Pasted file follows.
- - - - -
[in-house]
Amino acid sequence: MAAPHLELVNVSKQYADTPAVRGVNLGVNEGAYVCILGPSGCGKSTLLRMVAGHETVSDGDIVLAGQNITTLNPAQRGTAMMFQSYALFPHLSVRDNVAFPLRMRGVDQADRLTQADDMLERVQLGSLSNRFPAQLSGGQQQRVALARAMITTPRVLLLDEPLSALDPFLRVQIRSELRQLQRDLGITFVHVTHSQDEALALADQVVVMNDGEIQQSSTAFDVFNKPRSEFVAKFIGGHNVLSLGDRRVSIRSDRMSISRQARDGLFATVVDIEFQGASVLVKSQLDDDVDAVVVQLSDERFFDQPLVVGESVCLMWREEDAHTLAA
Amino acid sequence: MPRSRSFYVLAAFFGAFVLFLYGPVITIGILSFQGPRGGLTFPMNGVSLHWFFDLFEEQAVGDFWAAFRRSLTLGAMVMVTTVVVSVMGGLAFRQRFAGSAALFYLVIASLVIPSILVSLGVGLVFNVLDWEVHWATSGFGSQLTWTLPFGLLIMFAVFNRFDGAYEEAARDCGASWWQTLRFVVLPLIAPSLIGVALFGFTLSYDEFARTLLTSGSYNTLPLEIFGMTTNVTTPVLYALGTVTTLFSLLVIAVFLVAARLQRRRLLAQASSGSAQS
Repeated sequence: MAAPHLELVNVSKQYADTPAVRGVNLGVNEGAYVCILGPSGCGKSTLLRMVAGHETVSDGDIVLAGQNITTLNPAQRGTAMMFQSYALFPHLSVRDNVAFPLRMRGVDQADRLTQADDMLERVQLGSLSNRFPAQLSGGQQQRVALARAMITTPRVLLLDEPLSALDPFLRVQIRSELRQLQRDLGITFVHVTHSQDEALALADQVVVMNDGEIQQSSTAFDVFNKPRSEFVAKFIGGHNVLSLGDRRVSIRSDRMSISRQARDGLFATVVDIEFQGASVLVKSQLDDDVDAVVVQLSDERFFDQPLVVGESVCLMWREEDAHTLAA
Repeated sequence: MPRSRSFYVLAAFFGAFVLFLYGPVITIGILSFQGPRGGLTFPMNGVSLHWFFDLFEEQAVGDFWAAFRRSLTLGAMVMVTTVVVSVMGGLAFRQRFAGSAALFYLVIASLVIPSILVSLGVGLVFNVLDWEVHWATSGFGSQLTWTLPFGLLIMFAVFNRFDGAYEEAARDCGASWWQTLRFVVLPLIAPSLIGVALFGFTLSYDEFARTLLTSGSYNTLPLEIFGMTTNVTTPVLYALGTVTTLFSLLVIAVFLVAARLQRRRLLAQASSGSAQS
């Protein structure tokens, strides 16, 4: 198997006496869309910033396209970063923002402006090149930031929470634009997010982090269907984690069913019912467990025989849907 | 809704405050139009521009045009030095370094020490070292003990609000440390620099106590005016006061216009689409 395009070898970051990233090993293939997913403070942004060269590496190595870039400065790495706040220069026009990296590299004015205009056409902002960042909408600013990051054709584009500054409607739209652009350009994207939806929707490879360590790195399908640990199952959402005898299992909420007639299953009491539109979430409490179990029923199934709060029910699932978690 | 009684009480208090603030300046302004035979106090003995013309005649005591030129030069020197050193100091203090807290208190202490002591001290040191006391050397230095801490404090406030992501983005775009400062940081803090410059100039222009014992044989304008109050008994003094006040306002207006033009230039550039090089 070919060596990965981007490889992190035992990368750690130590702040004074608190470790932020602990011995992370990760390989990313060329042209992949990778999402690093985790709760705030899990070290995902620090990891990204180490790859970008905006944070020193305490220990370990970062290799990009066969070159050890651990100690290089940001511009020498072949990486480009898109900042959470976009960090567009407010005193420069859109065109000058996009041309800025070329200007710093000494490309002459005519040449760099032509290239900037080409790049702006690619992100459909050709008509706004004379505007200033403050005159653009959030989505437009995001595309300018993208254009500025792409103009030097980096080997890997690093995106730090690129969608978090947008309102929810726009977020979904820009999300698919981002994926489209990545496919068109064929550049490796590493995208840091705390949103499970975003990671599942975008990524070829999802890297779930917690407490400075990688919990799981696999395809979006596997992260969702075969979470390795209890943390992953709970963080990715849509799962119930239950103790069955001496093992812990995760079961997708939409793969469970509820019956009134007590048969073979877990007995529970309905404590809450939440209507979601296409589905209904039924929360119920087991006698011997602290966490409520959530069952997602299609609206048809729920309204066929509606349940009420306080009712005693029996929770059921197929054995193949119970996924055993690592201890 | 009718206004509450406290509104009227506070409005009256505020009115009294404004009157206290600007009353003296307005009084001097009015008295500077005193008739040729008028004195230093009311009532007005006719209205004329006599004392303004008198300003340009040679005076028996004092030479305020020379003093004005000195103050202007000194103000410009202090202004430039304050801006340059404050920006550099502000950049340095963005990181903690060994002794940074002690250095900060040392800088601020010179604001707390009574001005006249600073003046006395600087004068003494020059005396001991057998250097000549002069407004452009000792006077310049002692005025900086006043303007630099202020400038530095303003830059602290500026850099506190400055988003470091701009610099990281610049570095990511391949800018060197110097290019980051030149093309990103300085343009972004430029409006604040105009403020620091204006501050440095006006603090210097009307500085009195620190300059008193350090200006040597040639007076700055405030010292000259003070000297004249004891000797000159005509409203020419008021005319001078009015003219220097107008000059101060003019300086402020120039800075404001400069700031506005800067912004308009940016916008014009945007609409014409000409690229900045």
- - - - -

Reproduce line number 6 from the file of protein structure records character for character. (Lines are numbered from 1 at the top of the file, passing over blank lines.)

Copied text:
């Protein structure tokens, strides 16, 4: 198997006496869309910033396209970063923002402006090149930031929470634009997010982090269907984690069913019912467990025989849907 | 809704405050139009521009045009030095370094020490070292003990609000440390620099106590005016006061216009689409 395009070898970051990233090993293939997913403070942004060269590496190595870039400065790495706040220069026009990296590299004015205009056409902002960042909408600013990051054709584009500054409607739209652009350009994207939806929707490879360590790195399908640990199952959402005898299992909420007639299953009491539109979430409490179990029923199934709060029910699932978690 | 009684009480208090603030300046302004035979106090003995013309005649005591030129030069020197050193100091203090807290208190202490002591001290040191006391050397230095801490404090406030992501983005775009400062940081803090410059100039222009014992044989304008109050008994003094006040306002207006033009230039550039090089 070919060596990965981007490889992190035992990368750690130590702040004074608190470790932020602990011995992370990760390989990313060329042209992949990778999402690093985790709760705030899990070290995902620090990891990204180490790859970008905006944070020193305490220990370990970062290799990009066969070159050890651990100690290089940001511009020498072949990486480009898109900042959470976009960090567009407010005193420069859109065109000058996009041309800025070329200007710093000494490309002459005519040449760099032509290239900037080409790049702006690619992100459909050709008509706004004379505007200033403050005159653009959030989505437009995001595309300018993208254009500025792409103009030097980096080997890997690093995106730090690129969608978090947008309102929810726009977020979904820009999300698919981002994926489209990545496919068109064929550049490796590493995208840091705390949103499970975003990671599942975008990524070829999802890297779930917690407490400075990688919990799981696999395809979006596997992260969702075969979470390795209890943390992953709970963080990715849509799962119930239950103790069955001496093992812990995760079961997708939409793969469970509820019956009134007590048969073979877990007995529970309905404590809450939440209507979601296409589905209904039924929360119920087991006698011997602290966490409520959530069952997602299609609206048809729920309204066929509606349940009420306080009712005693029996929770059921197929054995193949119970996924055993690592201890 | 009718206004509450406290509104009227506070409005009256505020009115009294404004009157206290600007009353003296307005009084001097009015008295500077005193008739040729008028004195230093009311009532007005006719209205004329006599004392303004008198300003340009040679005076028996004092030479305020020379003093004005000195103050202007000194103000410009202090202004430039304050801006340059404050920006550099502000950049340095963005990181903690060994002794940074002690250095900060040392800088601020010179604001707390009574001005006249600073003046006395600087004068003494020059005396001991057998250097000549002069407004452009000792006077310049002692005025900086006043303007630099202020400038530095303003830059602290500026850099506190400055988003470091701009610099990281610049570095990511391949800018060197110097290019980051030149093309990103300085343009972004430029409006604040105009403020620091204006501050440095006006603090210097009307500085009195620190300059008193350090200006040597040639007076700055405030010292000259003070000297004249004891000797000159005509409203020419008021005319001078009015003219220097107008000059101060003019300086402020120039800075404001400069700031506005800067912004308009940016916008014009945007609409014409000409690229900045």